It’s Memorial Day, which reminds me especially to appreciate the two veterans in my life, one being the smiling 18-year-old in the photo above, Richard Cabe, fresh out of Coast Guard boot camp in 1968 during the war in Viet Nam. Like so many young men then, he didn’t have much of a choice about his service.
His draft number was low, so Richard enlisted in the Coast Guard with dreams of saving drowning people from the surf, or doing something useful that didn’t involve killing. Instead his intellectual brilliance sent him into electronics school and from there into maintaining the LORAN stations that guided nuclear subs and bombers to Viet Nam.
Even though he was never “in country,” serving in a support role for a war he believed to his core was wrong injured something in that sensitive young Richard, something that never really recovered. He felt complicit in the death and destruction.
Also like so many veterans of that incredibly polarizing war, he wouldn’t talk about that part of his service. Because so many others lost their lives or were seriously impaired, I think he felt awkward claiming his role.
Ironically, it wasn’t until the Veterans Administration became a part of our daily lives as we journeyed through Richard’s brain cancer and four brain surgeries, one course of radiation, two courses of chemo, and innumerable MRIs and other tests, that Richard began to bring up his feelings about being involved in the war.
It was partly that we spent time around other veterans of “his” war in the Denver VA Medical Center. But I think what spurred him to talk was more the simple phrase that everyone greeted him with, from receptionists to aides and ICU nurses, from physical therapists and pharmacists to oncologists and neurosurgeons: “Thank you for your service.”
Richard, AWOL from the VA Hospital (he’s sitting on a bench across the street where there was wifi access) with Molly in September, 2009.
At the end of our first full day at the Medical Center where he had an appointment with neurology to figure out what had caused him to see thousands of birds that did not exist outside his brain, we learned that his right hemisphere was so traumatically swollen that his team was surprised he was not in a coma on a breathing machine.
“It’s weird,” he said as we sat in the car after discussing the bird hallucinations and the MRI images, and the fact that instead of driving home over the mountains that night, we would be staying in a Denver motel so that he could be admitted to the hospital in the morning.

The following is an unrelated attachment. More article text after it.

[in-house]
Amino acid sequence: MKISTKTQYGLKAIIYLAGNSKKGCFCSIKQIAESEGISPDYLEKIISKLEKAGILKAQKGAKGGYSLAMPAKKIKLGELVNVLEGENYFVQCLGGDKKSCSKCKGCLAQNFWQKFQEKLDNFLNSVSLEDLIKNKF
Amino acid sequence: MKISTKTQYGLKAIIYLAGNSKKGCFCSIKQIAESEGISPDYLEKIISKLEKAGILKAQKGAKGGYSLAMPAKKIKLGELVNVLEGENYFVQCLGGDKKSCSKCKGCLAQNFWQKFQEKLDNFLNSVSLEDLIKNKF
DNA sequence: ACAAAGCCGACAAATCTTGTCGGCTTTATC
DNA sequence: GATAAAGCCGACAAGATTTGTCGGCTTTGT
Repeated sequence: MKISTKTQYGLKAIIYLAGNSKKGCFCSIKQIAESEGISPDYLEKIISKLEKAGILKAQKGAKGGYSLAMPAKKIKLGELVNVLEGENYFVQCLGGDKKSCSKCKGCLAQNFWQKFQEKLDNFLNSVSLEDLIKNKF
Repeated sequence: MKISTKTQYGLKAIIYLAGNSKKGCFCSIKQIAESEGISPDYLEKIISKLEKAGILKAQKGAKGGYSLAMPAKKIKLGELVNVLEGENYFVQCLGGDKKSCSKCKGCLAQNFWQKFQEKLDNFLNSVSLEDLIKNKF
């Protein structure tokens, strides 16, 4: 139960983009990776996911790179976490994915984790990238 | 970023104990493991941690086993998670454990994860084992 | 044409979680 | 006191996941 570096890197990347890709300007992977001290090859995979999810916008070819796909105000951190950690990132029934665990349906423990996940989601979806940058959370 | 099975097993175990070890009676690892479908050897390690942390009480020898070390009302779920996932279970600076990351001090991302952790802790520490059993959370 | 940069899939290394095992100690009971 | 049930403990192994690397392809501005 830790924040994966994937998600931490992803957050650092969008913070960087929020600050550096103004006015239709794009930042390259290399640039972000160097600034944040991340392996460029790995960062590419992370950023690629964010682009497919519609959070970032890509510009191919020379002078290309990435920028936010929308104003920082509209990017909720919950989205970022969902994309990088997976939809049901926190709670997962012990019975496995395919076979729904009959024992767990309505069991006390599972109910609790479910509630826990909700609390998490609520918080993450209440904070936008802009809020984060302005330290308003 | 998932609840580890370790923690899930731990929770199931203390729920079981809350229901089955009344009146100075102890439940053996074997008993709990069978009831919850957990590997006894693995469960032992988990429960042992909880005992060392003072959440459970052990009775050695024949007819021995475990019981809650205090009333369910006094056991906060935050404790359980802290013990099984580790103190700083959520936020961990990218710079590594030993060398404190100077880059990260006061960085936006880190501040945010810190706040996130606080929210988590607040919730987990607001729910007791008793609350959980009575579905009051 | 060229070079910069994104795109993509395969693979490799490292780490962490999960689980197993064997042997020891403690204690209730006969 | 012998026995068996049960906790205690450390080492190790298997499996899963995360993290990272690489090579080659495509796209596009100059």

“What’s weird?” I asked. His answer had nothing to do with bird hallucinations, traumatic brain swelling or the reason we were sitting in the car on the side of a residential street near the medical center.
“Being thanked for my service,” he said. “I didn’t do anything worth being thanked for.”
“You spent your late teens and early 20s involved in a war you didn’t believe in,” I said, “doing the best you could with a situation you didn’t choose. That’s a form of service. Maybe being thanked for it will help you make peace with those years.”
Richard nodded, and then started the car.
That conversation came up now and again as our lives began to revolve around brain cancer treatment and VA healthcare. He began to talk about the war years without as much anguish. I think that being thanked helped him let go of some of what troubled him about those years, and I am grateful for that.
Dad in the middle between his two Norwegian cousins, Halvard (right) and Ingvar Tveit, on their visit to the US in 2014.
The other veteran who is on my mind today is my dad, Bob Tweit, who was drafted into the US Army Chemical Corps at the end of the Korean War. Like Richard, he served without ever being in country. He didn’t take to the Army, but it was a different war, and serving was what he did.
Like Richard, Dad is treated by the VA healthcare system. And like my late love, Dad’s care has been by and large excellent. We hear so much negative news about the VA, but as I’ve said in print before, in our experience, the people who deliver the care are professional, knowledgeable, thorough, and deeply caring. They take seriously the agency’s mission to tend our veterans.
So to my own particular veterans and all of the others, and to the thousands of healthcare staffers in the VA healthcare system, from receptionists and clerks to nurses, residents and doctors, I say on this Memorial Day: Thank you for your service.